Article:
January 19, 2013 / 1:45 PM / 6 years ago

Alpine skiing: Innerhofer wins Wengen downhill

WENGEN, Switzerland (Reuters) - Christof Innerhofer boosted his world championship hopes when he became the first Italian in 16 years to tame the Lauberhorn and win the classic Wengen downhill on Saturday.

Skier Christof Innerhofer of Italy reacts in the finish area after his men's Alpine Skiing World Cup downhill run at Lauberhorn in Wengen January 19, 2013. REUTERS/Pascal Lauener

In two minutes 29.82 seconds, the super-G world champion won the fifth Alpine ski World Cup race of his career and the third downhill, two months after his return to the top in Beaver Creek.

Already fastest in Friday’s downhill leg of the super-combined here, the Italian emulated his compatriot Kristian Ghedina who won the race in 1997, his second Wengen victory.

“If I could have picked two downhills I would have loved to win in my career, it would probably have been Wengen and Beaver Creek. To win them both in the same year is just amazing,” said the 28-year-old Innerhofer.

Christof Innerhofer of Italy skis during the men's Alpine Skiing World Cup downhill race at Lauberhorn in Wengen January 19, 2013. REUTERS/Ruben Sprich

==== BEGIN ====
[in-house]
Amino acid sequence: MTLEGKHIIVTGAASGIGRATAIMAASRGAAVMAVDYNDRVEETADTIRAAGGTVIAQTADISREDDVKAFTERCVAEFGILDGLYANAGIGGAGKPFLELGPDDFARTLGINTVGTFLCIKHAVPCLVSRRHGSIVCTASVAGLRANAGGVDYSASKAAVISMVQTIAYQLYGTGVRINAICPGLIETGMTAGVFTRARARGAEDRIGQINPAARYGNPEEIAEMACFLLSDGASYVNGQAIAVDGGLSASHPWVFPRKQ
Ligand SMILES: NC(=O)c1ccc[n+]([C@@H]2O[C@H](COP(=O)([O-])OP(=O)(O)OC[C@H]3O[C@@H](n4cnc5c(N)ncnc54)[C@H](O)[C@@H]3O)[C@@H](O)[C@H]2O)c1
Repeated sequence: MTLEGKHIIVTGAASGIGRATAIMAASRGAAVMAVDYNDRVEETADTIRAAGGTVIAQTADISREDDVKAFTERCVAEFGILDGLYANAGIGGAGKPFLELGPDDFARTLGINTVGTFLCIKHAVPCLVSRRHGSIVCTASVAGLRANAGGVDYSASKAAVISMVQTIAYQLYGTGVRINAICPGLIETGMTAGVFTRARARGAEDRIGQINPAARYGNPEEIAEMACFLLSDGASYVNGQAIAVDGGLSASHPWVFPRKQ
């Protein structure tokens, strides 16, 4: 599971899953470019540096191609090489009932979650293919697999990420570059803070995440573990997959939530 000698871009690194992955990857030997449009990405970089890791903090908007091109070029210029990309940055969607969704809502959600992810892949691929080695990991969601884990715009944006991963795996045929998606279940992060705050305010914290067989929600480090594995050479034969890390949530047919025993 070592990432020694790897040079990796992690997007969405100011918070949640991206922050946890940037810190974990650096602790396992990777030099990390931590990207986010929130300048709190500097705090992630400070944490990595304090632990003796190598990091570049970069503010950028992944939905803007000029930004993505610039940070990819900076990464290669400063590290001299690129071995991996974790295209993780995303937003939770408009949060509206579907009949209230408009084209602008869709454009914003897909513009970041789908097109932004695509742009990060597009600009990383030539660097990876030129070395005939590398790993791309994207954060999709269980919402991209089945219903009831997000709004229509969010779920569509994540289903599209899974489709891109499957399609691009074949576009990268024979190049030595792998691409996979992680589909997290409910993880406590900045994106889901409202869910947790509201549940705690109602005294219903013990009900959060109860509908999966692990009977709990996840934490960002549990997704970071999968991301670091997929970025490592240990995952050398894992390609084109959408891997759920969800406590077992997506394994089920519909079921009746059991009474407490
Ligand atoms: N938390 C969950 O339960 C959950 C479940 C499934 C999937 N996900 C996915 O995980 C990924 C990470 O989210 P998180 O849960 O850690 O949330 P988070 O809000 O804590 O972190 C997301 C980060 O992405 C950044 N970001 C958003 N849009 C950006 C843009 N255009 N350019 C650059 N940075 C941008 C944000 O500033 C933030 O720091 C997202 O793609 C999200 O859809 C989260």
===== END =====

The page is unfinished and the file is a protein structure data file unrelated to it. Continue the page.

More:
“Ghedina’s name was on the roll of honor of both races as the last Italian to win them. Now it’s mine. It’s obviously a great morale booster ahead of Kitzbuehel and the world championships in Schladming (from February 5-17),” he added.

Innerhofer was one of the leading lights of the 2011 worlds in Garmisch-Partenkirchen where he won the super-G and finished third in the downhill but later suffered concussion after a crash and struggled to return to his best.

On Saturday, Innerhofer beat two Austrians, 2011 winner Klaus Kroell, who was 0.30 adrift, and Hannes Reichelt, who trailed the Italian by 0.76.

Frenchman Johan Clarey was quickest in the Hanneggschuss, the fastest section on the men’s circuit, and set an unofficial speed record in a men’s World Cup race of 161.9 kph but had to be content with fifth place at the finish.

Norway’s Aksel Lund Svindal, the downhill World Cup leader, crashed after losing a ski shortly after a jump and ended up in the safety nets.

The Norwegian was unhurt but lost precious ground in the overall World Cup, still led by Austria’s Marcel Hirscher, the arch-favorite in Sunday’s slalom at this Swiss resort.

Editing by Clare Fallon

0 : 0
  • narrow-browser-and-phone
  • medium-browser-and-portrait-tablet
  • landscape-tablet
  • medium-wide-browser
  • wide-browser-and-larger
  • medium-browser-and-landscape-tablet
  • medium-wide-browser-and-larger
  • above-phone
  • portrait-tablet-and-above
  • above-portrait-tablet
  • landscape-tablet-and-above
  • landscape-tablet-and-medium-wide-browser
  • portrait-tablet-and-below
  • landscape-tablet-and-below